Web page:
I research organismal spatial ecology; specifically how animals move within their environments and why communities are where they are. I use a computational and quantitative ecology toolbox to connect locational data to large-scale environmental data sets and work with collaborative research partners across marine, freshwater, and terrestrial ecosystems.
My postdoctoral research focuses on substrate mobility as a disturbance in marine systems. For soft-sediment communities, such as sandy beaches, the interaction between waves and currents and sediment disturbance is well understood. This allows us to measure sediment mobility and to create detailed predictions for marine ecosystems. Currently there are no measurements analogous to sediment mobility in marine hard rock habitats. My research will investigate a potential measurement system which connects the forces of waves and currents to the resulting erosion of hard rock substrates and will test and evaluate how these disturbance patterns govern the distribution of communities themselves. This project is currently recruiting undergraduate researchers who will (1) gain field and data analysis experience, (2) obtain professional mentoring, and (3) expand their professional network.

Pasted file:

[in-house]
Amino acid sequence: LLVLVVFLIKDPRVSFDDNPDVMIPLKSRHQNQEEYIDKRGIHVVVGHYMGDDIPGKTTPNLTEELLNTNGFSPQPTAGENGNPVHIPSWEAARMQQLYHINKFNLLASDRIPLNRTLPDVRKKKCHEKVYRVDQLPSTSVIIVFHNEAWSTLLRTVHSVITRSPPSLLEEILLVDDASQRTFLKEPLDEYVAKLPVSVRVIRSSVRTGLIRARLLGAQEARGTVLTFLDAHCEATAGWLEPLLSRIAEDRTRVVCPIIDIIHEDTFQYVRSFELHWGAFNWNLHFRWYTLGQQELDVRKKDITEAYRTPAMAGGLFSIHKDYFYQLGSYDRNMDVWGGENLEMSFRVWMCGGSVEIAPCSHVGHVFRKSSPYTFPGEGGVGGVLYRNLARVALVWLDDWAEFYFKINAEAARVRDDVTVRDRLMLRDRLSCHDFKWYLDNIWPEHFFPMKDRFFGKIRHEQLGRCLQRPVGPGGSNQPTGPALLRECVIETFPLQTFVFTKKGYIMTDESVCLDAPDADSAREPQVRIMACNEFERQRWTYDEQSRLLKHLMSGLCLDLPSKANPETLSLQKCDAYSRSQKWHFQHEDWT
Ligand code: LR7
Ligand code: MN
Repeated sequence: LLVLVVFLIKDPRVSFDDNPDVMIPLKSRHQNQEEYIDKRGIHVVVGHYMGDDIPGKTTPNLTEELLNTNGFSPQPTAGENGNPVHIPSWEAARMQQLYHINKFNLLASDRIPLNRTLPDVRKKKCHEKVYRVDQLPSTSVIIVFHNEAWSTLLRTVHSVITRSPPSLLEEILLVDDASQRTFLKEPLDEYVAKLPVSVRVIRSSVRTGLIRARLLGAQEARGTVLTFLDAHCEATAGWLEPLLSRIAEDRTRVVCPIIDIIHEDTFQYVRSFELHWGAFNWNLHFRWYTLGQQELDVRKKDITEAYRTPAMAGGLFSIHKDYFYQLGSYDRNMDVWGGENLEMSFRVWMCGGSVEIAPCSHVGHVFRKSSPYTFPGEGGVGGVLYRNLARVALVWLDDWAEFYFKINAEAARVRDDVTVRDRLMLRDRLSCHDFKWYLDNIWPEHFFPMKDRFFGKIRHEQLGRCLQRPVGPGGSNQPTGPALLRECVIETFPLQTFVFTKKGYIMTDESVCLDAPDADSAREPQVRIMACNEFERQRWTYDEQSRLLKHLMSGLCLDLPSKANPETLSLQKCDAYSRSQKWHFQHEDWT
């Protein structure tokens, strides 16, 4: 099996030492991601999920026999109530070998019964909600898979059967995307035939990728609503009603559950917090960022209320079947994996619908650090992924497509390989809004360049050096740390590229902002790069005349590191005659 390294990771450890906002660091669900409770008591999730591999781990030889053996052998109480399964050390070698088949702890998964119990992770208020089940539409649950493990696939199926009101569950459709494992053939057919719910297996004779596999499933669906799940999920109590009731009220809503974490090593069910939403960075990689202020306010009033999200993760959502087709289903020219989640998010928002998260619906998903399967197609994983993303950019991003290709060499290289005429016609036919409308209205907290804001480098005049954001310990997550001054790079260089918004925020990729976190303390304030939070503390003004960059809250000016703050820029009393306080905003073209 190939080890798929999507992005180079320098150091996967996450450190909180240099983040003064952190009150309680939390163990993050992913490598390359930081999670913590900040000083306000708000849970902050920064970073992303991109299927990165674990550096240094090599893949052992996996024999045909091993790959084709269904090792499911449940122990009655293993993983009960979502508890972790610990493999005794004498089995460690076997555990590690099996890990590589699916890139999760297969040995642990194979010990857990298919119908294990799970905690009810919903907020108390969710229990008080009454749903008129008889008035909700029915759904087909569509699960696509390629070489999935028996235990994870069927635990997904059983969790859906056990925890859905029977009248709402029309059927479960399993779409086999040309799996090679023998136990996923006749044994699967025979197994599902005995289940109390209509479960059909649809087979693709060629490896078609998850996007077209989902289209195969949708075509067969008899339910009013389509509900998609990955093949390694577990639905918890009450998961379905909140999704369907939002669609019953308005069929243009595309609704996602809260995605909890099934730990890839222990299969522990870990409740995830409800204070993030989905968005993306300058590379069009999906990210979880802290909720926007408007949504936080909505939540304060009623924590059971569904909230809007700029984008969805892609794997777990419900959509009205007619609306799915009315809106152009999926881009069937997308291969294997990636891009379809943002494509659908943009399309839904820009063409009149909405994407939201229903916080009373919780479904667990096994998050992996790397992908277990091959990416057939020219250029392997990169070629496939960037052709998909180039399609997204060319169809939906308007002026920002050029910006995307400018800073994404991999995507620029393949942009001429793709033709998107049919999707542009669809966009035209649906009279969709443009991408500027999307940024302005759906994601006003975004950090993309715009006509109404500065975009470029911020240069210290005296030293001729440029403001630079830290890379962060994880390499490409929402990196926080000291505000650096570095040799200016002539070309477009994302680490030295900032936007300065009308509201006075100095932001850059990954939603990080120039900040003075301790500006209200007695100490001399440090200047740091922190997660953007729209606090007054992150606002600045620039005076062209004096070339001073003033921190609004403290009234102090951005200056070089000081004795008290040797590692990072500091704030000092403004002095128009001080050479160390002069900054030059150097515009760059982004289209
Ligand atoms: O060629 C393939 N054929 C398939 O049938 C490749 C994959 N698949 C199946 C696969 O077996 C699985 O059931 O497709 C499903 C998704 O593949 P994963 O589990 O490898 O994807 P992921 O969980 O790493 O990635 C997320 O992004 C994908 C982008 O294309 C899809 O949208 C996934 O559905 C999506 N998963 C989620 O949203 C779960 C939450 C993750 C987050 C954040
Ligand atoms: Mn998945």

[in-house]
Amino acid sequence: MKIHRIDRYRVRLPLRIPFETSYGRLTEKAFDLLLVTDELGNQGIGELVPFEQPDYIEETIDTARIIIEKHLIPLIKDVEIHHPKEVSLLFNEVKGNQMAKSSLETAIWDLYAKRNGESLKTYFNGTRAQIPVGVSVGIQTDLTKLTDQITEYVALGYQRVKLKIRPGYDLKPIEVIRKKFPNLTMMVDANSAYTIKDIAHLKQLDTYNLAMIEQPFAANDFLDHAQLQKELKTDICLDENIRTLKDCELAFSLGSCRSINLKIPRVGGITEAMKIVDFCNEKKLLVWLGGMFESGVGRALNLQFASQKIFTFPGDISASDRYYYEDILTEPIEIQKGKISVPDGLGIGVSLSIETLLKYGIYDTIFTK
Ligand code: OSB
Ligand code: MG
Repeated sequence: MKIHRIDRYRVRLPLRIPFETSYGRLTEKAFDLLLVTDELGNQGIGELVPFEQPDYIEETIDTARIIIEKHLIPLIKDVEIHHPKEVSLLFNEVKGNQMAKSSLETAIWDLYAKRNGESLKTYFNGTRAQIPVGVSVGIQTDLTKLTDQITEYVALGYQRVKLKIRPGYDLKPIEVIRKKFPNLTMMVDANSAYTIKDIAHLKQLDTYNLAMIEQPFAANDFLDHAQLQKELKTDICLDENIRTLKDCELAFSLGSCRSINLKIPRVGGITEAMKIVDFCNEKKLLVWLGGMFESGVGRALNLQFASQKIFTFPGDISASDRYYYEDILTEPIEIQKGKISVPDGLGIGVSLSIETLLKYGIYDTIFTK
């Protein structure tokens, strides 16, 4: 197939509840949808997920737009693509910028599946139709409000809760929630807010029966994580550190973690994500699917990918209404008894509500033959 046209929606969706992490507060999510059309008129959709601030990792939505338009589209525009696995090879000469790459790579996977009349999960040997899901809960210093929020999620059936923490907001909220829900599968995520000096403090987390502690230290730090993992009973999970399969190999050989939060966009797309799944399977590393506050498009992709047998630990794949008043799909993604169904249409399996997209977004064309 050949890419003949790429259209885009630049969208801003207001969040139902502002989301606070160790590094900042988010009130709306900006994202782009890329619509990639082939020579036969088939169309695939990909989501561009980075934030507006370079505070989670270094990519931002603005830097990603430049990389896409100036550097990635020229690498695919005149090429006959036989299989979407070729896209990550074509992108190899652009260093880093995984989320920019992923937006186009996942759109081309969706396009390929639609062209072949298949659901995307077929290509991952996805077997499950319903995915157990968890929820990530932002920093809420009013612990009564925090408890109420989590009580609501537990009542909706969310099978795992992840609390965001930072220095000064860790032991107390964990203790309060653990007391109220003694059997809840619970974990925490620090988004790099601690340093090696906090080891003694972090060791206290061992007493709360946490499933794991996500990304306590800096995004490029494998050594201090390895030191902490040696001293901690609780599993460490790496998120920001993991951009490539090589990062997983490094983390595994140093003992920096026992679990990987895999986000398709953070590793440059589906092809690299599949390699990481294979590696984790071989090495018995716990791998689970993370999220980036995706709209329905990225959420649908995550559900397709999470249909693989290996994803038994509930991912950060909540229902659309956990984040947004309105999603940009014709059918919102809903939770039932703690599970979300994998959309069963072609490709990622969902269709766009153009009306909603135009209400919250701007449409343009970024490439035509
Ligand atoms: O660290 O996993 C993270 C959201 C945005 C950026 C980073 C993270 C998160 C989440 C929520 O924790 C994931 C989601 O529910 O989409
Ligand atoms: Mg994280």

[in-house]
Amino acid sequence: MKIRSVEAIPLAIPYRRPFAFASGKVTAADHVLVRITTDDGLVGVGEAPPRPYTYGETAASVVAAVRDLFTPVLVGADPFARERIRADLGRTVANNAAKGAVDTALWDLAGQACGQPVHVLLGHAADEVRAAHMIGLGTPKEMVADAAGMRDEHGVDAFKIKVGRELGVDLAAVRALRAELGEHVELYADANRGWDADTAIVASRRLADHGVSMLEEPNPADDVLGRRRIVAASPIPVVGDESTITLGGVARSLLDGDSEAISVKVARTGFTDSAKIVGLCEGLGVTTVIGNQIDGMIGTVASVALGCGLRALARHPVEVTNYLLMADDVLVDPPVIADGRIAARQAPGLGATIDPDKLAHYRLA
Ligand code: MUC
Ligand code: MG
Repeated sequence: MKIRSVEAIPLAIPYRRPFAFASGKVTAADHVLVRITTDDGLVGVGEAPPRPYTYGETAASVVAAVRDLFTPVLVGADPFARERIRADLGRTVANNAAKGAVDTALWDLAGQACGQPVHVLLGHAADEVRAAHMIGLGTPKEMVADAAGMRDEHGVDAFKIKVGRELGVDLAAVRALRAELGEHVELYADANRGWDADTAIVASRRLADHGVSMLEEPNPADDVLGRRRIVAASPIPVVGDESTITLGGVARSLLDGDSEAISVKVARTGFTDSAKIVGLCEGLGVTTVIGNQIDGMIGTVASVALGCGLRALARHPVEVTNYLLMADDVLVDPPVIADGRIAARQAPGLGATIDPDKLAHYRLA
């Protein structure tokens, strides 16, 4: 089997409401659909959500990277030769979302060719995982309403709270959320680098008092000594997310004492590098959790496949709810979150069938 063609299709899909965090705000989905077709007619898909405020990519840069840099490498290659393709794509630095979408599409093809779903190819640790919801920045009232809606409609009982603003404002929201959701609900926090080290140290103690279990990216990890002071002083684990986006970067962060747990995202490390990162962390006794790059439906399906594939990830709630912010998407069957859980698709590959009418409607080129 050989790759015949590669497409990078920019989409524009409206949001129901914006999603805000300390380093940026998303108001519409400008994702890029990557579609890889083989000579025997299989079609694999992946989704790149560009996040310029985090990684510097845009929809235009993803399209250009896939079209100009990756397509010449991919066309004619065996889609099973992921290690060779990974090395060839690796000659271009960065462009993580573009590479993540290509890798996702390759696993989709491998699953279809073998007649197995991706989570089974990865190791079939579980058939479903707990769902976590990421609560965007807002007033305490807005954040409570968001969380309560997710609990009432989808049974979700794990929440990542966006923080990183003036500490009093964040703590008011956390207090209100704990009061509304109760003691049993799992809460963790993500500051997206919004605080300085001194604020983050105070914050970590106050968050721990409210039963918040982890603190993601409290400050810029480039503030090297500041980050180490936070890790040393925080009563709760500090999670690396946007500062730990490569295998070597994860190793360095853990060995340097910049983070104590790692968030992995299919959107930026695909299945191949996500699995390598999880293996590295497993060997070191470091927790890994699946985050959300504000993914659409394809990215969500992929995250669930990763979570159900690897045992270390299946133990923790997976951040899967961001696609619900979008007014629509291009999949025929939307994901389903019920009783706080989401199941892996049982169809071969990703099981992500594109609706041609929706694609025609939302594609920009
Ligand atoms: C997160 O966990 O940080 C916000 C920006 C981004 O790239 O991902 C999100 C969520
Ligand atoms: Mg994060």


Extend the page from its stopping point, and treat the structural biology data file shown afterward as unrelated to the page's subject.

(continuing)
I practice science as a creative endeavor.
The most beautiful thing we can experience is the mysterious. It is the source of all true art and science. - Albert Einstein
PhD in Environmental and Natural Resource Science, 2020
Washington State University
MSc Applied Marine and Watershed Science, 2015
California State University Monterey Bay
BA in Biology, 2010
University of Oregon
National Science Foundation fellowship studying how to measure substrate mobility in hard rock communities and whether or not substrate mobility acts as a characteristic disturbance within those communities.
This project stems from an idea published in Cramer and Katz 2020.
Modelled spawning movements of Green Sturgeon within the Sacramento River and the shade component of the FHAST model.